As a continued reminder, the text content of this and future editions will be considerably shorter than in past letters. This change will allow the Arete Quarterly to be more focused on portfolio analysis and will also facilitate much more regular publication of general commentary through the Arete blog. If you haven’t visited www.areteam.com/blog yet, please take a look when you get a chance.
One of the more interesting investment services stories involves the prospects for active management in light of continued rate suppression by the Fed. As I've discussed in places like the recent Q414 market overview blog, continued Fed interventionism significantly disrupts the value proposition of active management.
Since active managers are trained to analyze economic and financial fundamentals and to invest money where they find attractive returns, their efforts have been repeatedly subverted by the Fed through its own efforts to prop up the market every time things slow down.
It’s bad enough that most active managers have been relegated to the fairly tedious task of simply following the Fed's moves, but the prospects for active management are also uncertain. In a significantly overvalued market, there are vanishingly few cheap stocks for active managers to apply their skills to. For investors just seeking exposure to the market, index funds serve that function well.
While these challenges have existed for Arete, they have plagued the entire active management business. They have also persisted for so long now that we are beginning to see a number of funds close down. While some of this is a healthy culling of an overpopulated universe, much of it is the inadvertent extermination of businesses as an unintended consequence of the Fed’s low rate policy.
It is worth considering the distinct possibility that the Fed continues its low rate policy for even longer. If it does, it could cause irreparable damage to the active management industry and in doing so, may also significantly impair the ability of the market to recover from future disruptions. There just won’t be the investors left who are willing and able to invest when things look bleakest.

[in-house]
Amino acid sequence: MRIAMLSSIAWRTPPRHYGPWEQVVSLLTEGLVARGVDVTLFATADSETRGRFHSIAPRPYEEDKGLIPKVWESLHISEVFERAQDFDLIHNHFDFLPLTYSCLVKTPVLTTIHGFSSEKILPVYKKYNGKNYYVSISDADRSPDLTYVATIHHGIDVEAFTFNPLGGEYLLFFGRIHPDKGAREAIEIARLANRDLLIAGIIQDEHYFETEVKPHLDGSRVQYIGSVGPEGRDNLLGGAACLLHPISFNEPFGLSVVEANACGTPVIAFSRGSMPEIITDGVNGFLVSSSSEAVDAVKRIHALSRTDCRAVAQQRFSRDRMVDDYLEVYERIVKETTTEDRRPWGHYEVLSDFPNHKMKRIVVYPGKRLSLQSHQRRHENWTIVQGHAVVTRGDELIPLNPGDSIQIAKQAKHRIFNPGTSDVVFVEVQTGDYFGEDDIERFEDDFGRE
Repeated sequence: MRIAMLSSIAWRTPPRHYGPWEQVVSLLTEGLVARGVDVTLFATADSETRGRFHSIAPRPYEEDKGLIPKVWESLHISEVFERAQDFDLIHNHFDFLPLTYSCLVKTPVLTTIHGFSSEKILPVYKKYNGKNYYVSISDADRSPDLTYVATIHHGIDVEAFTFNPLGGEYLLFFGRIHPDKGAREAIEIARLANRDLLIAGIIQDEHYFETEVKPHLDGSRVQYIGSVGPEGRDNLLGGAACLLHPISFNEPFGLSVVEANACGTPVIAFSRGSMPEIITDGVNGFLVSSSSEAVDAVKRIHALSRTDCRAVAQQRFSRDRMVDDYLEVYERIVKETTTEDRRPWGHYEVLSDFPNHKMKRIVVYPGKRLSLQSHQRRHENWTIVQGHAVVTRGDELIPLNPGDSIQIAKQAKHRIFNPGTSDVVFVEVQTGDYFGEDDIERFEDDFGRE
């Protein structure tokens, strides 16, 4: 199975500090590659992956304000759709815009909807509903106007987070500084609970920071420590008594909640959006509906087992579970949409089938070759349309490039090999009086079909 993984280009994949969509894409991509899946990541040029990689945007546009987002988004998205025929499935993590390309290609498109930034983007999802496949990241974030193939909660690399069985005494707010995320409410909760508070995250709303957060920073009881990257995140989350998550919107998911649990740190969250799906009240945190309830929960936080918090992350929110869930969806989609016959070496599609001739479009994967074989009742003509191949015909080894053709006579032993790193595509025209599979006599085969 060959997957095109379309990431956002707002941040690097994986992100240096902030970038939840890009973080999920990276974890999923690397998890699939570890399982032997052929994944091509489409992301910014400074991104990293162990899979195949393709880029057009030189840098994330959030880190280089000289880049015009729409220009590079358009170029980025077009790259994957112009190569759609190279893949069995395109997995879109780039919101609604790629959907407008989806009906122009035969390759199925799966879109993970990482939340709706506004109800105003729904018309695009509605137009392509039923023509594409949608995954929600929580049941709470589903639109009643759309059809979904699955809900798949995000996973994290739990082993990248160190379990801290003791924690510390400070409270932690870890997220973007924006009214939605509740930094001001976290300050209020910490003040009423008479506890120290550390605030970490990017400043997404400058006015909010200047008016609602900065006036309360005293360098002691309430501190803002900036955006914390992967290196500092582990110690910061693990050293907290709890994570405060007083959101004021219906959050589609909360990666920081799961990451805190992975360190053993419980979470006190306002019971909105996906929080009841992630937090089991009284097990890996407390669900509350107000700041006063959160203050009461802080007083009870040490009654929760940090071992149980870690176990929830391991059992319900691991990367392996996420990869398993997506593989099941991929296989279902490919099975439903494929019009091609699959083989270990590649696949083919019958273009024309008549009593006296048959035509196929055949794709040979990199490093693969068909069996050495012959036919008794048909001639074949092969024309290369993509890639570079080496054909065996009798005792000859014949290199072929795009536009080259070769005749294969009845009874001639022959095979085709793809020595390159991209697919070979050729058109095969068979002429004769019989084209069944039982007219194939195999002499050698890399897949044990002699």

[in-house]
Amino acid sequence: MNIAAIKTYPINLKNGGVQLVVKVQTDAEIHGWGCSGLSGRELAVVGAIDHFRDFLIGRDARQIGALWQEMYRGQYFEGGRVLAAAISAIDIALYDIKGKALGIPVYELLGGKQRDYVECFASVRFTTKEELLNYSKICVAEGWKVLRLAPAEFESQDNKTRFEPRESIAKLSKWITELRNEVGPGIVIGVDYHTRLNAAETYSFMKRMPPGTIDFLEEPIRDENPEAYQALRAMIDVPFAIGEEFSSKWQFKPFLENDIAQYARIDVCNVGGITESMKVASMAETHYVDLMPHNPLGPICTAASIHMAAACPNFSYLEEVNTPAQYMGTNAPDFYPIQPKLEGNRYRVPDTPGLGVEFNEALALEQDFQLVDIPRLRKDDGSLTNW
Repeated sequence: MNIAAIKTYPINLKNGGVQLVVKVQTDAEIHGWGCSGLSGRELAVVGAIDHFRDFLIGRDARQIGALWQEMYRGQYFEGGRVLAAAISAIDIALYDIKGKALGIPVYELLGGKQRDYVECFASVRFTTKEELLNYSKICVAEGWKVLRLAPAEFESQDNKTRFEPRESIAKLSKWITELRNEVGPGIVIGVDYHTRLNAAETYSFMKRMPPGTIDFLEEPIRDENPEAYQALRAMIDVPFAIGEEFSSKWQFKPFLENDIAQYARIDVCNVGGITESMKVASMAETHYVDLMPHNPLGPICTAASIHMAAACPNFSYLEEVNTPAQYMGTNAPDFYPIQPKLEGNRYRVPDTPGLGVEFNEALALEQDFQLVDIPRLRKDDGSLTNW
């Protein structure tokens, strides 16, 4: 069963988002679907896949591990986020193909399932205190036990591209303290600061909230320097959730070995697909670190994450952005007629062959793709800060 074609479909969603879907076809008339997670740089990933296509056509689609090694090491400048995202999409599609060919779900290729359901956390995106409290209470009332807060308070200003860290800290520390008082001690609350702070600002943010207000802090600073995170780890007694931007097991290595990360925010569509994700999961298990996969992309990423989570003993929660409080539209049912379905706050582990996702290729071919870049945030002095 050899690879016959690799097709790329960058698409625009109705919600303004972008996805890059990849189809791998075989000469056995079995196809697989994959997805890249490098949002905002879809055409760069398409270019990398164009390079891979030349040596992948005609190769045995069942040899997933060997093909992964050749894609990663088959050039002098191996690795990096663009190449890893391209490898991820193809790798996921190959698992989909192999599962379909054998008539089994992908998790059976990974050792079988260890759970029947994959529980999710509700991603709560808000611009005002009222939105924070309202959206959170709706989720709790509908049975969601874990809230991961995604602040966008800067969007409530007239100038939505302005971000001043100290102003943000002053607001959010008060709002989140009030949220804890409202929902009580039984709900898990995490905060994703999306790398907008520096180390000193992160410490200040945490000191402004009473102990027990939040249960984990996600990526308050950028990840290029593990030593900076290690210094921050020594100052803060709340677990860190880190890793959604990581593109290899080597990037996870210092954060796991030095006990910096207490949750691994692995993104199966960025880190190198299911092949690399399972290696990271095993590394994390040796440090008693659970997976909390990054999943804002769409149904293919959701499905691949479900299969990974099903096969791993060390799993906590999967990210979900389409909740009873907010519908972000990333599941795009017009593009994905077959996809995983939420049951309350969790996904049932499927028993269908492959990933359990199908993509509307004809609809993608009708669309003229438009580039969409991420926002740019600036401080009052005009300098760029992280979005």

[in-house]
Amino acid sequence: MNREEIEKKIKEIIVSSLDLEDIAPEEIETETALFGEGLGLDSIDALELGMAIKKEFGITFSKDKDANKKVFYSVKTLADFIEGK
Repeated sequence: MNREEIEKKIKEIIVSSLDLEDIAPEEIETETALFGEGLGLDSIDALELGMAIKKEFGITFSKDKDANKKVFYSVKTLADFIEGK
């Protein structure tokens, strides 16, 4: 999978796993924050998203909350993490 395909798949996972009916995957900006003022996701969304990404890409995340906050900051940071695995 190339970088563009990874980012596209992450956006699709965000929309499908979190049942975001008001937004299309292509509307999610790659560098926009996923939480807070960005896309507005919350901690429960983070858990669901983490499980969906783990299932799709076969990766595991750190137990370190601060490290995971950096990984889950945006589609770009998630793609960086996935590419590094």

In the meantime, I’ve been focused on how Arete can keep providing value regardless of Fed policies. Since these policies necessarily limit the potential for active management, I’ve been actively soliciting clients, friends, and acquaintances for their interest in various types of research work that Arete does.
A couple of very interesting things have come out of this effort. One is that there seems to be a widespread sense of uneasiness as to the direction of the economy, the markets, and public policy. Some have more concern than others, but I've run into exceptionally few people who don't have some desire to get their arms better wrapped around the situation. Another interesting finding is that there is an enormous distrust/disdain of bulge bracket financial service firm advice. Nobody believes it and it doesn’t help.
I see this as creating some very interesting and unique opportunities for Arete. For starters, one of my great strengths is to identify what I'll call "controversial propositions". This is easy because it's really just a function of being curious and asking the obvious questions, unconstrained by anything other than a desire to just figure things out.
The point of asking such questions is not to criticize, but rather to open up investment discussions and to consider more possibilities. Sometimes we need to consider unusual or outlandish possibilities in order to reveal new perspectives on a challenge. Often an additional benefit to this exercise is to increase interaction and engagement with other investors or investment committee members. At the end of the day, after all, these are all fun and intellectually challenging topics!
I hope this effort does a couple of things for Arete. First, it should certainly help provide a more robust stream of revenues than from active management alone and as such should go a long way in making the business model more robust. Second, I'm really hoping that by sharing more of my thinking with a wider group of people, more people will have a deeper appreciation of all of the ways in which Arete can help with their investment challenges.
As a result, I’m spending a fair amount of effort to come up with new and creative ways to share information and useful insights with investors in ways that extend well beyond just the performance of Arete’s mid cap strategy. If you have some ideas, I’d love to hear them!
Thanks and take care!
David Robertson, CFA
CEO, Portfolio Manager